President Donald Trump said Wednesday that the US dollar "is getting too strong" and he would prefer the Fed to keep interest rates low. While we've seen attempts from the President to talk down the dollar before, the reference to interest rates puts a potentially credible action point on the latest jawboning efforts.
While we've seen attempts from the President to talk down the dollar before, the reference to interest rates puts a potentially credible action point on the latest jawboning efforts. Indeed, previous talk has often left investors asking how the Trump team could alleviate the positive dollar impact stemming from potential tax and infrastructure spending policies.
Changing the rules of the game for the Fed is one obvious way. Any assumptions around the interaction between Trump’s pro-growth fiscal agenda and the Fed’s reaction function have so far been hinged on US inflation remaining anchored around the 2% target; the typical view is that the Fed might be forced to tighten quicker if any fiscal stimulus was delivered. But it’s clear that this chain of logic is becoming distorted and with the Trump administration set to appoint 2 new Fed Governors this year – and potentially a new Chair and Vice-Chair next year – the standard assumptions cannot be taken for granted.
To clarify , it is the FOMC – not Congress – that sets the 2% inflation target in their statement of longer-run goals (see here). While a formal shift in the inflation target remains a tail risk for now (given the negative credibility effects), it’s not inconceivable to see the Fed allowing for a sustained period of above-target inflation – without the need for much additional tightening.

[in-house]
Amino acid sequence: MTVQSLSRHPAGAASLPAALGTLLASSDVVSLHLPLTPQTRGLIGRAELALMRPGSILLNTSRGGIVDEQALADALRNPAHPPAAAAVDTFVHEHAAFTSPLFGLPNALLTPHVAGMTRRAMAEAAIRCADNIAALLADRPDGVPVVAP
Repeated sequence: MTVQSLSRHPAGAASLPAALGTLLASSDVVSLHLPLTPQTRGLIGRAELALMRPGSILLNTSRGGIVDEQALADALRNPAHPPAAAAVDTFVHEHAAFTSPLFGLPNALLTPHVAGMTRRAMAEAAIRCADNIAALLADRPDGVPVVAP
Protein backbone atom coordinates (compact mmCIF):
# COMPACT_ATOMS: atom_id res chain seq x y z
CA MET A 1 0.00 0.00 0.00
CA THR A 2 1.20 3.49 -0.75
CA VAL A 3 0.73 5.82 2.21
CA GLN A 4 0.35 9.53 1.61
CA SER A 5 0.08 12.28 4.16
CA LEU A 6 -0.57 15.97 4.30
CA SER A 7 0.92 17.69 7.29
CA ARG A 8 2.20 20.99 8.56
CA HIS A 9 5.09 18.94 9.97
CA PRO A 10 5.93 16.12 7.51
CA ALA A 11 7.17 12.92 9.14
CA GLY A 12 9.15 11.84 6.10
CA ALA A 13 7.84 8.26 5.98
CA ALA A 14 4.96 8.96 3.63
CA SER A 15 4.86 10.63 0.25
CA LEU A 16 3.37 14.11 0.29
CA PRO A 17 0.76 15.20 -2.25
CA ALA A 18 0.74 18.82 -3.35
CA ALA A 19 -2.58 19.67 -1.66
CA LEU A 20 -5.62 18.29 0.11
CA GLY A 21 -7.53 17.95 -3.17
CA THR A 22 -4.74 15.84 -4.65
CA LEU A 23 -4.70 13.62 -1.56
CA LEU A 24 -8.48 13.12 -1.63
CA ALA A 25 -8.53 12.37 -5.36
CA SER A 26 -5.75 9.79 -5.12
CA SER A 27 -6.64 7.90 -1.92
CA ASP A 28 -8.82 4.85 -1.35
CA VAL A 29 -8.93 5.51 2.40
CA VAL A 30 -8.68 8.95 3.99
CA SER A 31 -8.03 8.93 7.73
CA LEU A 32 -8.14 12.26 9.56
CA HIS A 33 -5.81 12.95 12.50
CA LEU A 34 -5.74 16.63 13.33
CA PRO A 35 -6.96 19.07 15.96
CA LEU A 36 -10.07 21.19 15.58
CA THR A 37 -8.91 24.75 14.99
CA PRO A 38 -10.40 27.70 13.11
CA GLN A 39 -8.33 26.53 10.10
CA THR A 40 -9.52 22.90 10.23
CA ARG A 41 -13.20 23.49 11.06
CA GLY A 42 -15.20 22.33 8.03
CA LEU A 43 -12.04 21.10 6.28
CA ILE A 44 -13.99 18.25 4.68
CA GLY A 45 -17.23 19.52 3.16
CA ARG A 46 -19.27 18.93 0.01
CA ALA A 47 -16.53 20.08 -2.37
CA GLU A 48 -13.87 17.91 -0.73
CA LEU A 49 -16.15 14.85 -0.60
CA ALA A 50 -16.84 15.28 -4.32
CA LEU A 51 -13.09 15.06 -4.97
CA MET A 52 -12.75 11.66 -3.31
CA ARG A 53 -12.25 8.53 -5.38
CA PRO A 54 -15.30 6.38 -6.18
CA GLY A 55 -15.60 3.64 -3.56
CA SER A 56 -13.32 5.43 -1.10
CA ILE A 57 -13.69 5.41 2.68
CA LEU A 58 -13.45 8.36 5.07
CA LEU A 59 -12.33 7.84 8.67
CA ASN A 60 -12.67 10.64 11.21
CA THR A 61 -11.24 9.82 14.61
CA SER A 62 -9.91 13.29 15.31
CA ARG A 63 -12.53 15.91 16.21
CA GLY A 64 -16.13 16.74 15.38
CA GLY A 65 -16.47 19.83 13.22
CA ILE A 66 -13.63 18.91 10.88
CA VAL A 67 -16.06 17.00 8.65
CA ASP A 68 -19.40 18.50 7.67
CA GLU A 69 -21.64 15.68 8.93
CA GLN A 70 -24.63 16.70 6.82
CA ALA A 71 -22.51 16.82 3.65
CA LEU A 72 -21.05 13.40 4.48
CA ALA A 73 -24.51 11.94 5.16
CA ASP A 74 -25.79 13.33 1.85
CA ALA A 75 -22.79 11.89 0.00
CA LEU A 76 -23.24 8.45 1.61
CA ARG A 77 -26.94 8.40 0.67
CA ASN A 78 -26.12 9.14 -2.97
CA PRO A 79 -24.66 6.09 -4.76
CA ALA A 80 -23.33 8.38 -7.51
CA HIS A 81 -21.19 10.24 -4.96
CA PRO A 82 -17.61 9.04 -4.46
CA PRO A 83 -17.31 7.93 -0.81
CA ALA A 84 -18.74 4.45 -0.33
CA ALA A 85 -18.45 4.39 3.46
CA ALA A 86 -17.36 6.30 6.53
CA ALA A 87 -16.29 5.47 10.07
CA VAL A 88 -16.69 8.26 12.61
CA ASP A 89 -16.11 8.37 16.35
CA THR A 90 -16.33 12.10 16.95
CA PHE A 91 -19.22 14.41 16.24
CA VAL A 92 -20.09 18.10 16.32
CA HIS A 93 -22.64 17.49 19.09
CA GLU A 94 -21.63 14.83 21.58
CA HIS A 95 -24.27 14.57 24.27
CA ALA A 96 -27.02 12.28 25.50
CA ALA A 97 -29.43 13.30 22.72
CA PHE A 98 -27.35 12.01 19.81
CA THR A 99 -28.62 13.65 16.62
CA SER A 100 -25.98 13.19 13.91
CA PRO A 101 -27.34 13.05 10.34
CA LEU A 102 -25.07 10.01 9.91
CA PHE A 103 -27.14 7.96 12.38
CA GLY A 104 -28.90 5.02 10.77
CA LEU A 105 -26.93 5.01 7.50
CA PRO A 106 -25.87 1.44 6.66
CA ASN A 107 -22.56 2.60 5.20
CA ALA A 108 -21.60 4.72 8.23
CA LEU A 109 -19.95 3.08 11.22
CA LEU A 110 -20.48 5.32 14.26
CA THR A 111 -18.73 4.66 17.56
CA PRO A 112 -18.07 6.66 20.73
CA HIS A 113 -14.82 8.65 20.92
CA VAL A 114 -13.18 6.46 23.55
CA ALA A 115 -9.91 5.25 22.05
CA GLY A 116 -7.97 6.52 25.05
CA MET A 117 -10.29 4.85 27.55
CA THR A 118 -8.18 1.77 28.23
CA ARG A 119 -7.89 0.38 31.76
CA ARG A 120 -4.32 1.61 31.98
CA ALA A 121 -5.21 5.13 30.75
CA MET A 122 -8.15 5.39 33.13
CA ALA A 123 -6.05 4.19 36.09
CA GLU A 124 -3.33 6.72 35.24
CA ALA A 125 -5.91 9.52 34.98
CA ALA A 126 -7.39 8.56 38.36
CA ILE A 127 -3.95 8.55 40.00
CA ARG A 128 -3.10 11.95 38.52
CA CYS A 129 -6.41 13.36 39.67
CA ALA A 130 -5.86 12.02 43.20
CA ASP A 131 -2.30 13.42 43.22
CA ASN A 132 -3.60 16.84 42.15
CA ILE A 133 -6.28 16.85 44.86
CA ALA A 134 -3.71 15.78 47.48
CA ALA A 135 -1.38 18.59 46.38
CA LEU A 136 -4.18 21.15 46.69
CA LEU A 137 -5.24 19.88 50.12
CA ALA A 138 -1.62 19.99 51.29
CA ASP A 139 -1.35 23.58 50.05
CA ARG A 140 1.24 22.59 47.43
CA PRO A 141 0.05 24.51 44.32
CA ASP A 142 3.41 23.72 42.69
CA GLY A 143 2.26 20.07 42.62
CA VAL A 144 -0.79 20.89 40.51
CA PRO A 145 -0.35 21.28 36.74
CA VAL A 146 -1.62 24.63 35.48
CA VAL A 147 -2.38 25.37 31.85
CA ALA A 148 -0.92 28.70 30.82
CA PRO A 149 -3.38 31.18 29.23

The President’s latest comments suggest that this is what the administration may be hoping for – and the risk of dovish Governors being appointed has increased. But if the Fed were to ever pursue an “inflation overshoot” approach, then they would certaintly need to communicate this clearly in order to avoid market confusion and limit any unnecessary mispricing of policy risks. It’s worth noting that some Fed officials might already be moving in this direction; the March FOMC minutes made several implict references to allowing for a short-term deviation above the 2% target, while the statement itself noted the target was "symmetric".
The obvious question stemming from all of this is whether underlying US inflation ever does get meaningfully above 2% inflation. While core US CPI inflation is expected to come in at 2.3% YoY tomorrow, the PCE equivalent measure – which the Fed may be watching more closely – remains at 1.8% YoY. Still, our base case is that the Trump administration will deliver some demand-side fiscal stimulus this year in the form of tax reforms – which even if watered down, is likely to generate some inflationary pressures given that the US economy is close to full capacity. Assuming the Fed retains a gradual normalisation path – and hence limited scope for any repricing of current policy expectations – we would expect the net effect of any Trump fiscal package to be a modest steepening of the US yield curve.